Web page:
During practice as well as lessons, children must balance a number of complex processes. These include tracking and maintaining correct form while juggling tuning issues, muscle memory, and the translation of symbols on a page into separate muscle moves for each hand. All of this while trying to retain new rhythmic information! It’s no wonder more complex musical components like tone often take a back seat to these core essentials.
Students have no preexisting criteria to assess the difference between a coarse or nasal sound versus a pleasing one. Their minds may be so overwhelmed, they won’t even hear anything besides the melody. A shortage of decent-sounding fractional-sized instruments compounds this problem. Unfortunately, if tone is left out of early learning, it might be ignored or added as a peripheral, mechanical skill later on. Those of you who’ve served as judges in your state juries know how we want to jump up and dance when, after hearing a dozen kids play the same piece of music, a student actually plays musically.
Games to Build Listening Skills:
A microphone or an electric violin with a mixer can come in handy to demonstrate tone. Both of these setups offer knobs that can control the amount of bass, mid-range, and treble that cooperatively generate the final tone coming through the amp. It can be a fun game for your students since they live in a world of technology. Invite volunteers to adjust the knobs and turn this exercise into a guessing game: Did Talitha boost the treble or the bass? How much does Sam need to turn up the midrange before it sounds too bright? What adjectives describe the different sounds they hear?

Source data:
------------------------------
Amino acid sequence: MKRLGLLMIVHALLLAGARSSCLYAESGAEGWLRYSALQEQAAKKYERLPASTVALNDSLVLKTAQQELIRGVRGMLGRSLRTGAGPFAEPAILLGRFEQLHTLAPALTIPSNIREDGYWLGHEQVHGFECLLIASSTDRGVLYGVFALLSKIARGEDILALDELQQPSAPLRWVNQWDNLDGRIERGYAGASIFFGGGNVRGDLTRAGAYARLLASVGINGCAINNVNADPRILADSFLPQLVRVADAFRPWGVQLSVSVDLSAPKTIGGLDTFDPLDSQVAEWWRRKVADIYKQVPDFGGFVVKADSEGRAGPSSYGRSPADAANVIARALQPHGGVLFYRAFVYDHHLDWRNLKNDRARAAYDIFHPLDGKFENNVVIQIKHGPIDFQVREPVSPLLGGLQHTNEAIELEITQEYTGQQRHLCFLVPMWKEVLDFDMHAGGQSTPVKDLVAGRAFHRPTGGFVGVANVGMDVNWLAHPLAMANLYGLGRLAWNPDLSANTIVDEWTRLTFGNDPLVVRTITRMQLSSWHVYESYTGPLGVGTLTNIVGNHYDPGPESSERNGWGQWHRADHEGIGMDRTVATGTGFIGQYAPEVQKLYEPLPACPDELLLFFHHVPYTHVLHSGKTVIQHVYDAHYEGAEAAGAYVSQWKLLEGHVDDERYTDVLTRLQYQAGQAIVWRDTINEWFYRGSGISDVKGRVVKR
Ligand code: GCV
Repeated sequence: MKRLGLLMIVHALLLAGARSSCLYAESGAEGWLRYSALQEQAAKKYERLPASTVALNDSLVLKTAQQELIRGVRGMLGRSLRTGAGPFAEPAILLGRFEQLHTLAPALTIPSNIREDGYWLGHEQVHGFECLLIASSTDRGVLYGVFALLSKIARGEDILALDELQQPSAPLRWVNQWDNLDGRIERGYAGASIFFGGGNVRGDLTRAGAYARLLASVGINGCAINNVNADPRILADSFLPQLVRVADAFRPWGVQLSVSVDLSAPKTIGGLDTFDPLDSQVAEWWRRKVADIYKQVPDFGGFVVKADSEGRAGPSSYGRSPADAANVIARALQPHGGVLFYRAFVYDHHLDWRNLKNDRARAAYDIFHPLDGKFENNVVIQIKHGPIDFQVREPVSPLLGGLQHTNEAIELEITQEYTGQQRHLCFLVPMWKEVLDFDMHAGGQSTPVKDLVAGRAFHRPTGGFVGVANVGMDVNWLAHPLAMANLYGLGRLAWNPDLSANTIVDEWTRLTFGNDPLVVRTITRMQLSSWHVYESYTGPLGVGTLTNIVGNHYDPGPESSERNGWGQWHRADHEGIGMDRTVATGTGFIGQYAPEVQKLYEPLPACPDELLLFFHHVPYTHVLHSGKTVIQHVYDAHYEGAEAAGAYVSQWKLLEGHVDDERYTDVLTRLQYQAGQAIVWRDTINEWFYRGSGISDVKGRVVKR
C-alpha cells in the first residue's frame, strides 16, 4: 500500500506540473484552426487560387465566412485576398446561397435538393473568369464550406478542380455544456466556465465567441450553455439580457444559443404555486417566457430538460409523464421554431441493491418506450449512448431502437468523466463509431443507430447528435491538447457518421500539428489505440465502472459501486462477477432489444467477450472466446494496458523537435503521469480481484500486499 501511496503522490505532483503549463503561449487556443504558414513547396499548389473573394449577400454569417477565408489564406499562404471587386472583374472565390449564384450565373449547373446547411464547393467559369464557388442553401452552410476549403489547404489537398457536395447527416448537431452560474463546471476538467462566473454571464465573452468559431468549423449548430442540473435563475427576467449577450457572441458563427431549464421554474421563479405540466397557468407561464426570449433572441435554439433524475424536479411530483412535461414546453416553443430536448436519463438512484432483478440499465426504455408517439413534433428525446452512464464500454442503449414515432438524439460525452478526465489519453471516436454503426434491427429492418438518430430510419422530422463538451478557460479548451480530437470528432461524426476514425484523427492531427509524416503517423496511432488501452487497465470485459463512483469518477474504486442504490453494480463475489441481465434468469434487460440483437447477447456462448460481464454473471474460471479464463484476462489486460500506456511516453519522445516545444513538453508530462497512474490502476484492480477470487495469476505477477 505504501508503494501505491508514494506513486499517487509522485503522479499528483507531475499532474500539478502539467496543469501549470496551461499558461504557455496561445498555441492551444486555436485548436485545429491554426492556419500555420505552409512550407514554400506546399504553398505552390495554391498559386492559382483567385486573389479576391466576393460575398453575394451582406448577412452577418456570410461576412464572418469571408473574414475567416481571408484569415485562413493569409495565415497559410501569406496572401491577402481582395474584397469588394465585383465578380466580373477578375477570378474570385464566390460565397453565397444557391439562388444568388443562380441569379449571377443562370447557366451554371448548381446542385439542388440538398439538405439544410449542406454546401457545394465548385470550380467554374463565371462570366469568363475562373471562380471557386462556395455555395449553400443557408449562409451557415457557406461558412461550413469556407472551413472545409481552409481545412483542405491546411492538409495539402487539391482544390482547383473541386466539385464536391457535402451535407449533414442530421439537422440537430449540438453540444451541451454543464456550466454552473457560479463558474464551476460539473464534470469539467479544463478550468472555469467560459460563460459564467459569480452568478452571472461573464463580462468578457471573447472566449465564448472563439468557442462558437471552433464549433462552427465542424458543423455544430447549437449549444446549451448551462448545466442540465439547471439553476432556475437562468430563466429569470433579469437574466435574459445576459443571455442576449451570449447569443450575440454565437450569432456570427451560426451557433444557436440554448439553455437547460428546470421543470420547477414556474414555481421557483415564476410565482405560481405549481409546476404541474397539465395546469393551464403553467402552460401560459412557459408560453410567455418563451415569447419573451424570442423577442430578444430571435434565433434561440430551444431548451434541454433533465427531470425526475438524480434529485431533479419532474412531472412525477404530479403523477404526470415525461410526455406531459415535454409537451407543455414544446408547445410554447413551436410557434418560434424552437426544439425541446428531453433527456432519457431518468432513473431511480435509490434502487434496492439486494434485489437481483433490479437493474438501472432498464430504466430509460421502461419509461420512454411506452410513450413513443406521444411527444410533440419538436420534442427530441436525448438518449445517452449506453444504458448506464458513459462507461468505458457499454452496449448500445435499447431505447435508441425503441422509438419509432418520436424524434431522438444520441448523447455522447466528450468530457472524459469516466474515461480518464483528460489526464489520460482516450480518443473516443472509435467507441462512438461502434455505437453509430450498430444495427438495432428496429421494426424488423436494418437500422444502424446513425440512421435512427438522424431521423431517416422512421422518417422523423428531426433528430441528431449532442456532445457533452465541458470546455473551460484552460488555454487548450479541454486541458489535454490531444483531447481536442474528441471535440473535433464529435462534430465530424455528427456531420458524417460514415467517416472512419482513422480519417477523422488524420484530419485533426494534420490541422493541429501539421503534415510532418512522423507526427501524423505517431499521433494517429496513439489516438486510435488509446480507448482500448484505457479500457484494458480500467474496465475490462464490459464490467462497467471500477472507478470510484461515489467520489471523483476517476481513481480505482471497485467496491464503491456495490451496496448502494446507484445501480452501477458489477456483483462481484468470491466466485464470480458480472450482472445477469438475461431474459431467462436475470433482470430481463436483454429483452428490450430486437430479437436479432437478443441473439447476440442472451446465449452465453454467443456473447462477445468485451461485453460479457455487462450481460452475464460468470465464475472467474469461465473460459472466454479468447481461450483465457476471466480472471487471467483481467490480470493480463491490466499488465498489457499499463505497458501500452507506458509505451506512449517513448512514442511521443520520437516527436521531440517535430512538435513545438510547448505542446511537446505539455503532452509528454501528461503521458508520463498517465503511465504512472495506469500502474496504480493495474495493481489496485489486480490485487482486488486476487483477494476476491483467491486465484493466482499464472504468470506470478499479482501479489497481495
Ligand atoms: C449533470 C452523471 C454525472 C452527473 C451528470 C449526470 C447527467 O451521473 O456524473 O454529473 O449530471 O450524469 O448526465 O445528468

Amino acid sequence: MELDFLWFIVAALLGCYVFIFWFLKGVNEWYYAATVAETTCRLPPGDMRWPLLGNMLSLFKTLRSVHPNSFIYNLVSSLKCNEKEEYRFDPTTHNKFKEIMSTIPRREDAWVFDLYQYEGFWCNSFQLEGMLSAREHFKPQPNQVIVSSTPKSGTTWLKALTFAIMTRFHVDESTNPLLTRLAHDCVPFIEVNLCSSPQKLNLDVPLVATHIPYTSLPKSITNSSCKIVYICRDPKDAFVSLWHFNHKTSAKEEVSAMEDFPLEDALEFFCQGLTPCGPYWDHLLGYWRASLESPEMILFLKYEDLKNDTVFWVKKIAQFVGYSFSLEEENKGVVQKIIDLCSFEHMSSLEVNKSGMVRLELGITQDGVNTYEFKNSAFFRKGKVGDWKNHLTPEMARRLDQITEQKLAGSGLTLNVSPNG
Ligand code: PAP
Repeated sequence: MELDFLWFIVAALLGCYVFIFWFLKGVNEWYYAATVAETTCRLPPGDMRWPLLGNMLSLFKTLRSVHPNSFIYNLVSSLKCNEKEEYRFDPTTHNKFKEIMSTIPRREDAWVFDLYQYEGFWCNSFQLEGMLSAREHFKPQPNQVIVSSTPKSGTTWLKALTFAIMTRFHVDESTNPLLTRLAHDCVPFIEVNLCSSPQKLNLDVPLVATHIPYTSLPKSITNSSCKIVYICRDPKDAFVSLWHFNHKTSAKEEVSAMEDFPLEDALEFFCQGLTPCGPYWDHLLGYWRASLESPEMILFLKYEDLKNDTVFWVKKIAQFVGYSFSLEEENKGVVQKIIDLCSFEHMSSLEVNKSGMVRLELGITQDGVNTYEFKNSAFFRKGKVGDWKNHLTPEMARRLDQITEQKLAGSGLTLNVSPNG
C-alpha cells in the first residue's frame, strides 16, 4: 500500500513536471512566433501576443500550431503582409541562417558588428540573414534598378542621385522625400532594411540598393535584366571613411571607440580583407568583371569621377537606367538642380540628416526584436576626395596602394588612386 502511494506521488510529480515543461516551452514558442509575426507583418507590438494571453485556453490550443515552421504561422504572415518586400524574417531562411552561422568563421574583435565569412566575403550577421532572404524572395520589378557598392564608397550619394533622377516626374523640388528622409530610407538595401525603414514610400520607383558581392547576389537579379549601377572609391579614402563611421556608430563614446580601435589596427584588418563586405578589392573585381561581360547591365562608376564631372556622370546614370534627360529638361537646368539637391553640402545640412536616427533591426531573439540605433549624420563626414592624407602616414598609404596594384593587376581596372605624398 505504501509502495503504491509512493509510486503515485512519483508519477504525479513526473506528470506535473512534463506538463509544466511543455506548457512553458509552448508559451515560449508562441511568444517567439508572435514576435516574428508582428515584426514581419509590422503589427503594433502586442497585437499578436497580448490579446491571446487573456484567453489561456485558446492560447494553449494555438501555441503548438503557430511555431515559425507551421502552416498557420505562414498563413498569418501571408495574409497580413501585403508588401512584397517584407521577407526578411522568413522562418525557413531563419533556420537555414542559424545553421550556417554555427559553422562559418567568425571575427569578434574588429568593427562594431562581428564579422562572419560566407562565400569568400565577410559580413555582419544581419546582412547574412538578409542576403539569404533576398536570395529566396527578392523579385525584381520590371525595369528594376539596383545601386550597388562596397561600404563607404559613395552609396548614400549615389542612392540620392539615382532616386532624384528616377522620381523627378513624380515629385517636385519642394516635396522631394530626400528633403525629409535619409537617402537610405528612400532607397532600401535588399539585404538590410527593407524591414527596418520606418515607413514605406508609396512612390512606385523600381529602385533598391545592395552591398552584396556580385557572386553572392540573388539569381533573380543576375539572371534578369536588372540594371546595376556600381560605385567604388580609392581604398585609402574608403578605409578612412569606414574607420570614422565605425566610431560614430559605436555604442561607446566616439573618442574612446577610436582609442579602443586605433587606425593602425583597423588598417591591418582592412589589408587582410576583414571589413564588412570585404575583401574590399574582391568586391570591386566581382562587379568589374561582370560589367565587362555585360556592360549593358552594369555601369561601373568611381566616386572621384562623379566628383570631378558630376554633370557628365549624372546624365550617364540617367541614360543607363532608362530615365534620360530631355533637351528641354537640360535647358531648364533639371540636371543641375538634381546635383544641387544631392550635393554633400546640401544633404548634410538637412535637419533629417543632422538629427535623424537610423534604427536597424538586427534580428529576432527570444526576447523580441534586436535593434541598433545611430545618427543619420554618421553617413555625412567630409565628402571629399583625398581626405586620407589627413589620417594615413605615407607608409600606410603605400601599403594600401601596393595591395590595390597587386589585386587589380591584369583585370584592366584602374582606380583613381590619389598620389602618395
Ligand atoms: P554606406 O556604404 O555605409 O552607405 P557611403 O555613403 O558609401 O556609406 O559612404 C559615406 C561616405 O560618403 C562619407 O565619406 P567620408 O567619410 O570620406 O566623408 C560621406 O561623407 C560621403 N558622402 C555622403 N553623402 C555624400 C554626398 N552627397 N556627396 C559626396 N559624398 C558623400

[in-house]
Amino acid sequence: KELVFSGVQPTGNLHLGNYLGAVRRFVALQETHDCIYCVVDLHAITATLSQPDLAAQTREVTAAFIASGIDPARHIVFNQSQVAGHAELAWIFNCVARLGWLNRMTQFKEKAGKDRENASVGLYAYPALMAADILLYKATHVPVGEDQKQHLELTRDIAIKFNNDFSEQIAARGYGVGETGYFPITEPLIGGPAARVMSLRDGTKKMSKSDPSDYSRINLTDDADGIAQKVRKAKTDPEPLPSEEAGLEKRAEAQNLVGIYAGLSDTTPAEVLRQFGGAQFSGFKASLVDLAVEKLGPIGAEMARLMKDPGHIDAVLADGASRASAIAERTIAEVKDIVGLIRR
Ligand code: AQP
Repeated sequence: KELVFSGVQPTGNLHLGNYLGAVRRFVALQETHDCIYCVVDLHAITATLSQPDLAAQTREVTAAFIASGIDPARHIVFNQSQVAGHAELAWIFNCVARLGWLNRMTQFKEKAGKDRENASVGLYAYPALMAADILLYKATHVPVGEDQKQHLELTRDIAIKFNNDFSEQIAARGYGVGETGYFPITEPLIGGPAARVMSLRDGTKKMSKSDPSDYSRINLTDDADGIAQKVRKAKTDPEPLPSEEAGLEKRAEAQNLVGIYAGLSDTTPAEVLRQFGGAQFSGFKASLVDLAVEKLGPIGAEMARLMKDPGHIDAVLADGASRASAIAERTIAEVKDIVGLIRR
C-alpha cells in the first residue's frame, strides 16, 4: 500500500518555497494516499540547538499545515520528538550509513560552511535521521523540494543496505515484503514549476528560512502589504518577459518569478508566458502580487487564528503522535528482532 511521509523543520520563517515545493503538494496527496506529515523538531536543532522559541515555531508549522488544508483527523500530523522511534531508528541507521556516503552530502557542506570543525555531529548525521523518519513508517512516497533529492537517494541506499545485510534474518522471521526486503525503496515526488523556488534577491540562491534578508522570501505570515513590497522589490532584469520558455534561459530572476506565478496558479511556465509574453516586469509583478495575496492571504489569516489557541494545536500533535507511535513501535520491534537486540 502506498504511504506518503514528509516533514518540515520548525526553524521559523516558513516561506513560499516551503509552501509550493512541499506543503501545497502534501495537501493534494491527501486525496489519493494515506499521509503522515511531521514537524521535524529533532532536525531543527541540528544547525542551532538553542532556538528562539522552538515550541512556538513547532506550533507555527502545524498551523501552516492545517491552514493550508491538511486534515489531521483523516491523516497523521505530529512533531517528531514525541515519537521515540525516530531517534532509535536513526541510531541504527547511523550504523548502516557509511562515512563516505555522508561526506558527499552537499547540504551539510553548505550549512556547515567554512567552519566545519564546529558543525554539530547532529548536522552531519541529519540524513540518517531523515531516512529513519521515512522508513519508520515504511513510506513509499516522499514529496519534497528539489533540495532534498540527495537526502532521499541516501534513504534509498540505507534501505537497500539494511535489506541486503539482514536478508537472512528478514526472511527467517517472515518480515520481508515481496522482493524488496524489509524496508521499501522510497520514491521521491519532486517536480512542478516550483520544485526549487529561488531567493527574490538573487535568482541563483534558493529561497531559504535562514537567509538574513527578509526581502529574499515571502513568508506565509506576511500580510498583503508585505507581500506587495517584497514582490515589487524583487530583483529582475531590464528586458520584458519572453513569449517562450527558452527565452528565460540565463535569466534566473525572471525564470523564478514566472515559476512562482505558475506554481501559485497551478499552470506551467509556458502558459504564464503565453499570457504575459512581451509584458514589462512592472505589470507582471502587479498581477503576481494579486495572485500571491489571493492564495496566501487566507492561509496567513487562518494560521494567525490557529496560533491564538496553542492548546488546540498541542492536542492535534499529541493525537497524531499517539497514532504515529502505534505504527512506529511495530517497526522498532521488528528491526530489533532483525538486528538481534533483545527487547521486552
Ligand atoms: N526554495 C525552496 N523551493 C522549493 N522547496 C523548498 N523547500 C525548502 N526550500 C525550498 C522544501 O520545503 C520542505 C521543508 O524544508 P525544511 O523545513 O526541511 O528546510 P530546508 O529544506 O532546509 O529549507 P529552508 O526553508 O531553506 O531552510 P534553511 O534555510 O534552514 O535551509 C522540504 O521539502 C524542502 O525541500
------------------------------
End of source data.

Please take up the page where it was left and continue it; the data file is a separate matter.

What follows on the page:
If you don’t have a budget to buy this equipment, try compiling different recordings of the same piece of music and invite students to describe the difference in tone between the recordings. Or, you can play the same piece of music on several different instruments and ask them to describe the differences between each instrument’s sound.
Of course, the right set of strings can elevate a substandard instrument considerably. If your program can’t afford full sets of strings to use for ear training, try buying A strings from 3 – 4 different companies so that students can hear the difference on the same instrument. You might throw an old, dead string into the mix. This exercise provides an opportunity to teach them adjectives like shrill, nasal, bright, dark, and any other words you’d like them to link to sound production. Plus, you can elicit descriptive words that include colors, feelings, and any other categories you’d like them to explore.
Consider providing your students with adjectives written on the board to help get them started and follow up by inviting them to add to the list.
About the Author:
Julie Lyonn Lieberman is a D’Addario Orchestral clinician. She’s a violinist, composer, author, and music educator specializing in improvisation and world music. She is also Artistic Director of the summer workshop, Strings Without Boundaries.